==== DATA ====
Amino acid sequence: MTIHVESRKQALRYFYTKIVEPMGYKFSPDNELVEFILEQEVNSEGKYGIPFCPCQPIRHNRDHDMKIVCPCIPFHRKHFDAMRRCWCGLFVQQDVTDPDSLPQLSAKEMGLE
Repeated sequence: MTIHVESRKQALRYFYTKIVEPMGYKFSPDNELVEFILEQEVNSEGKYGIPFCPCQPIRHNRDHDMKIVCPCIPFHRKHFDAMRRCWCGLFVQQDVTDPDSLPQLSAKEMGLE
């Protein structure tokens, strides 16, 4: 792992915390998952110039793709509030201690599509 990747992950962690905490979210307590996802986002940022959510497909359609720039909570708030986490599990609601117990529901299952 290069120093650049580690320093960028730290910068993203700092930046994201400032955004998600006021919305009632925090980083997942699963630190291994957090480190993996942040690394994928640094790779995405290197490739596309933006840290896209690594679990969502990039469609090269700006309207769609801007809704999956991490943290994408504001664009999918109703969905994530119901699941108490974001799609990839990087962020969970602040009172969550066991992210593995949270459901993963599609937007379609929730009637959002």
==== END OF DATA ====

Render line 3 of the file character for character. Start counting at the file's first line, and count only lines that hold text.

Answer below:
């Protein structure tokens, strides 16, 4: 792992915390998952110039793709509030201690599509 990747992950962690905490979210307590996802986002940022959510497909359609720039909570708030986490599990609601117990529901299952 290069120093650049580690320093960028730290910068993203700092930046994201400032955004998600006021919305009632925090980083997942699963630190291994957090480190993996942040690394994928640094790779995405290197490739596309933006840290896209690594679990969502990039469609090269700006309207769609801007809704999956991490943290994408504001664009999918109703969905994530119901699941108490974001799609990839990087962020969970602040009172969550066991992210593995949270459901993963599609937007379609929730009637959002």